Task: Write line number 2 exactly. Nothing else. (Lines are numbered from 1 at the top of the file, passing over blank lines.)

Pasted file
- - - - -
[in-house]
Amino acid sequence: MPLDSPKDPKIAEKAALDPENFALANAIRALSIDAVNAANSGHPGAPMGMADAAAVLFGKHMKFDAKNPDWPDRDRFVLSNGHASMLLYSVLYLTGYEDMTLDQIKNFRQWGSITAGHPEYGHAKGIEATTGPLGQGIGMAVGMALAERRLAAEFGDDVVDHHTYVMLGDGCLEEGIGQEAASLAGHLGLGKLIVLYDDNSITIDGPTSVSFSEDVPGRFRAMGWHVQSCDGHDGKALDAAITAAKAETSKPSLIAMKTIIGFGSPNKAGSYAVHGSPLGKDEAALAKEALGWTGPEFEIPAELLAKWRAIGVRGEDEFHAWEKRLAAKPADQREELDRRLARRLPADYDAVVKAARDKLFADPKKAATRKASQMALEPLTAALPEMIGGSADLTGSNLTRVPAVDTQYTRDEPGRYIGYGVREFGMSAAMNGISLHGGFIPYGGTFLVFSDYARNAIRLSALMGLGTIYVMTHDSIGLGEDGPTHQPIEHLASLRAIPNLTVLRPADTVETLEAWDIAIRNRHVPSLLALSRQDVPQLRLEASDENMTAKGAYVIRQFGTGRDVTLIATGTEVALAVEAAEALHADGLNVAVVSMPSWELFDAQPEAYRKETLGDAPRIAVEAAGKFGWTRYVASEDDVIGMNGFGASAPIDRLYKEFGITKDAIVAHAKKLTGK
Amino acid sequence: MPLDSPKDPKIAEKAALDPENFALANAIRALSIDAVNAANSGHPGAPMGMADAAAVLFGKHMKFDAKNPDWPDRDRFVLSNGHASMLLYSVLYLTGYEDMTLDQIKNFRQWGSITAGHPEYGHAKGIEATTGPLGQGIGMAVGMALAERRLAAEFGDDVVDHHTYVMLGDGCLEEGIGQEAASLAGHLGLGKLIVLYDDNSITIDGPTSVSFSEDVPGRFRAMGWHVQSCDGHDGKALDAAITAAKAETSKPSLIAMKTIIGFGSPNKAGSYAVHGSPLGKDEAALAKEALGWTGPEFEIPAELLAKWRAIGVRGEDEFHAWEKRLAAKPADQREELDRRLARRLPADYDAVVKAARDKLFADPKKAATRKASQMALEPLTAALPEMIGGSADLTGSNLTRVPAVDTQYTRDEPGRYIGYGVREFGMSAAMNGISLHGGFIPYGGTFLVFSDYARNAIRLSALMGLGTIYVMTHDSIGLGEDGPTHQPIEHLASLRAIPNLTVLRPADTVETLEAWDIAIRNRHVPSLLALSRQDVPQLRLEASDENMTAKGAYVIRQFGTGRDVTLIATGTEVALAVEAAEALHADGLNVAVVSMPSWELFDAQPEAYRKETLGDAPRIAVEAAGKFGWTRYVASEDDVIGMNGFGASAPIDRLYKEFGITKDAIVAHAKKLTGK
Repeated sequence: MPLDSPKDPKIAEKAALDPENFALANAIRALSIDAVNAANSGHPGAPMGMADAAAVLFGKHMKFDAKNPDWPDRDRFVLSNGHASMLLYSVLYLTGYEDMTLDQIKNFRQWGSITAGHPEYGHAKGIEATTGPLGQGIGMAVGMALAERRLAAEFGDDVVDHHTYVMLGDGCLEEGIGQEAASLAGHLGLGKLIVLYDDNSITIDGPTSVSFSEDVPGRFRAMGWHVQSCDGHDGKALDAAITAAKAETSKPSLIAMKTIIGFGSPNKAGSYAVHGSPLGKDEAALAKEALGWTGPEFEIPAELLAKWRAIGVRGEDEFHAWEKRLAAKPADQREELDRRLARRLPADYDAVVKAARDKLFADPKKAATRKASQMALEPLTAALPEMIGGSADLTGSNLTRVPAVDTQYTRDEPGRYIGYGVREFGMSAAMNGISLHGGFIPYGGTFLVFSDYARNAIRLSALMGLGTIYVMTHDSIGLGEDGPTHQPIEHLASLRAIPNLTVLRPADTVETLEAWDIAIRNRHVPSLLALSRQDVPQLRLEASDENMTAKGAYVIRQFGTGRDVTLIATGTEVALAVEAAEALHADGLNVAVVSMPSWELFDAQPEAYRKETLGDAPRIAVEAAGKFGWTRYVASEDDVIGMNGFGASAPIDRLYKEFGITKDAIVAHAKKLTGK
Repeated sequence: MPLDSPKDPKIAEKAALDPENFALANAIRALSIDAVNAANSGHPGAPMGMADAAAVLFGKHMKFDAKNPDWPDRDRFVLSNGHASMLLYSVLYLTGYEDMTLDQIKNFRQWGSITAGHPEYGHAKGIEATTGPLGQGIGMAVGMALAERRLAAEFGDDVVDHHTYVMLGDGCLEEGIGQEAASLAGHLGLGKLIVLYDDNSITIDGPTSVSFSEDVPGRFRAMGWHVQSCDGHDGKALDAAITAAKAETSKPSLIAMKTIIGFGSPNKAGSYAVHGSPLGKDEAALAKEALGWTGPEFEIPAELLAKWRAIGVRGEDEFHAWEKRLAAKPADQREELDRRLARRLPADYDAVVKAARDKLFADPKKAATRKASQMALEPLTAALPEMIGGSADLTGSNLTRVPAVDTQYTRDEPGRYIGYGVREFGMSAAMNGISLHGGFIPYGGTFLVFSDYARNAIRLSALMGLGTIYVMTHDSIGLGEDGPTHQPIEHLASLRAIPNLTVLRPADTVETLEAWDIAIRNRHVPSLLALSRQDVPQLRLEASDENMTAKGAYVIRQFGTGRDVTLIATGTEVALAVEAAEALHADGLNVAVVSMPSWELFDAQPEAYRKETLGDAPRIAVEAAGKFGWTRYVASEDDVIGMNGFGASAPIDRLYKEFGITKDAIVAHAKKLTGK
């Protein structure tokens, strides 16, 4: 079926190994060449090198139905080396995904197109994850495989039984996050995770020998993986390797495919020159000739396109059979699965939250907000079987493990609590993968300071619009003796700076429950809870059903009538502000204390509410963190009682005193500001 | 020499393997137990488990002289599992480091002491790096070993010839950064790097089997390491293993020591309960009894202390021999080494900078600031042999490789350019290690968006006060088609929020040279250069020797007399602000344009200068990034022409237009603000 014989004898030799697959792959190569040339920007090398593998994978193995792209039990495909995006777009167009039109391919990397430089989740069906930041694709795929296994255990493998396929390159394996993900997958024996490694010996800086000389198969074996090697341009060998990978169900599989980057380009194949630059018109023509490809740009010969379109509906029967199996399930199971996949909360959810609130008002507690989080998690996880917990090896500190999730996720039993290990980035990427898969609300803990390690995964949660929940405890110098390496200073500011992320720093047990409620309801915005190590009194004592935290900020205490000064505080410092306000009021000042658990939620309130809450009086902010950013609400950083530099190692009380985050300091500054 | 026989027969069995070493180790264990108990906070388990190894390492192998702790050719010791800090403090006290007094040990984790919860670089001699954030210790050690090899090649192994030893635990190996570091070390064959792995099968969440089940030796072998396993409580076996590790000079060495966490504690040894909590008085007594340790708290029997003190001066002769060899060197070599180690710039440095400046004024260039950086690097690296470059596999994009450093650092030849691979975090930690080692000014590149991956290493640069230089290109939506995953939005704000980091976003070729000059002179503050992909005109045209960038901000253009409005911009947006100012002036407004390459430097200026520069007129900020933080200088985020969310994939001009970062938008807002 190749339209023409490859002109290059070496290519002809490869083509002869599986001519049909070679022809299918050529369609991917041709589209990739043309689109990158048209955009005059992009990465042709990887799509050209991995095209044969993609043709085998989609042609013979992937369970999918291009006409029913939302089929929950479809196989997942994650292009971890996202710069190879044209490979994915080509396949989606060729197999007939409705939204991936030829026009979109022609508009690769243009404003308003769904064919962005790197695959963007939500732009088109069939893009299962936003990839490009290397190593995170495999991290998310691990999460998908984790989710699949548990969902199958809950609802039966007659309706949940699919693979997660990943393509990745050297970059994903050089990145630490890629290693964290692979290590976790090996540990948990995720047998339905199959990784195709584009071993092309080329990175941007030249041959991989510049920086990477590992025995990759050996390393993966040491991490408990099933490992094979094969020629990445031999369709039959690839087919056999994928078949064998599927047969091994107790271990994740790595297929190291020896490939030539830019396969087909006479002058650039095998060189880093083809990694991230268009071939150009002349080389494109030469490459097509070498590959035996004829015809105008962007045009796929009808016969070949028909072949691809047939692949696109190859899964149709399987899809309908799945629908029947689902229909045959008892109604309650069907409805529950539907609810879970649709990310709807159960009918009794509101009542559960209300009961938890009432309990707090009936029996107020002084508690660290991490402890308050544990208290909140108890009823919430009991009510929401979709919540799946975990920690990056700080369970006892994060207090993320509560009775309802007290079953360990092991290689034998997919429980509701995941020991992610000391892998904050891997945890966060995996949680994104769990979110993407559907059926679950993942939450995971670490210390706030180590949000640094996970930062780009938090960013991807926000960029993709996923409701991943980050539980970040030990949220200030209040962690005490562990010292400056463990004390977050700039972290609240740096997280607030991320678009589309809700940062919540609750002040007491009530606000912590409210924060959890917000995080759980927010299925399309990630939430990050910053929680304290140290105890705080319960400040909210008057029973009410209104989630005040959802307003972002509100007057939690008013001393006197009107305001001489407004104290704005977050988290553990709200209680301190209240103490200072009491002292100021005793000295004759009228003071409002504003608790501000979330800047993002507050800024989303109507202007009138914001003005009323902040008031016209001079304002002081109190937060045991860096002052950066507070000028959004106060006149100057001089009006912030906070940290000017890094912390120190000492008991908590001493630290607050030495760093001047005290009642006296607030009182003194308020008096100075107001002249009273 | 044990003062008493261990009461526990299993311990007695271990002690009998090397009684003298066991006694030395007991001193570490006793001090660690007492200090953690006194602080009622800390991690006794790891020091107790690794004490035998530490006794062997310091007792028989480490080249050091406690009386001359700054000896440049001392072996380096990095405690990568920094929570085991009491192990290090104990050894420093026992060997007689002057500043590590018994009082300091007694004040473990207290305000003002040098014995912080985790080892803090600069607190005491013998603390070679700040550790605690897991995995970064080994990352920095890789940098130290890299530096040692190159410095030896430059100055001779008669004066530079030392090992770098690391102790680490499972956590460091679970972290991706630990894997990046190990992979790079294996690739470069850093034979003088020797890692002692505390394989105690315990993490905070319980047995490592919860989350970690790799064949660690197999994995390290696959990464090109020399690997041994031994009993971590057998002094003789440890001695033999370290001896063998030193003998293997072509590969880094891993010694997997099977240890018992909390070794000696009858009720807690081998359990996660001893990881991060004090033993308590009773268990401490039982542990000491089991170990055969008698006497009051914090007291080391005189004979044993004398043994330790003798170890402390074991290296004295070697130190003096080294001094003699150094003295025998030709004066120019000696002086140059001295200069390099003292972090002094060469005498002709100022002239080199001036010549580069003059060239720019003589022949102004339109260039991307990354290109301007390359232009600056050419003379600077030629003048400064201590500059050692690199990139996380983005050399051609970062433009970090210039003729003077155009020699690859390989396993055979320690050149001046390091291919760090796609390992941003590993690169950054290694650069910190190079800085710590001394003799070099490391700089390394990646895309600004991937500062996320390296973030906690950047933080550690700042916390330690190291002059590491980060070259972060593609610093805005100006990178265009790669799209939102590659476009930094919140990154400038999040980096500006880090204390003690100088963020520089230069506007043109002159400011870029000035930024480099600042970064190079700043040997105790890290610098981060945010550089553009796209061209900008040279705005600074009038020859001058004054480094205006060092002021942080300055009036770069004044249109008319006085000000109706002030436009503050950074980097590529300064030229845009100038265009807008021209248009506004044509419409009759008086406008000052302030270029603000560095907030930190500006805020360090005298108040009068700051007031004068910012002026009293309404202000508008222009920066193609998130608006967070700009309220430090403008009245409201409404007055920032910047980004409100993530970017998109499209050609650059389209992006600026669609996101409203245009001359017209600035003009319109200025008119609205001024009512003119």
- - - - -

Amino acid sequence: MPLDSPKDPKIAEKAALDPENFALANAIRALSIDAVNAANSGHPGAPMGMADAAAVLFGKHMKFDAKNPDWPDRDRFVLSNGHASMLLYSVLYLTGYEDMTLDQIKNFRQWGSITAGHPEYGHAKGIEATTGPLGQGIGMAVGMALAERRLAAEFGDDVVDHHTYVMLGDGCLEEGIGQEAASLAGHLGLGKLIVLYDDNSITIDGPTSVSFSEDVPGRFRAMGWHVQSCDGHDGKALDAAITAAKAETSKPSLIAMKTIIGFGSPNKAGSYAVHGSPLGKDEAALAKEALGWTGPEFEIPAELLAKWRAIGVRGEDEFHAWEKRLAAKPADQREELDRRLARRLPADYDAVVKAARDKLFADPKKAATRKASQMALEPLTAALPEMIGGSADLTGSNLTRVPAVDTQYTRDEPGRYIGYGVREFGMSAAMNGISLHGGFIPYGGTFLVFSDYARNAIRLSALMGLGTIYVMTHDSIGLGEDGPTHQPIEHLASLRAIPNLTVLRPADTVETLEAWDIAIRNRHVPSLLALSRQDVPQLRLEASDENMTAKGAYVIRQFGTGRDVTLIATGTEVALAVEAAEALHADGLNVAVVSMPSWELFDAQPEAYRKETLGDAPRIAVEAAGKFGWTRYVASEDDVIGMNGFGASAPIDRLYKEFGITKDAIVAHAKKLTGK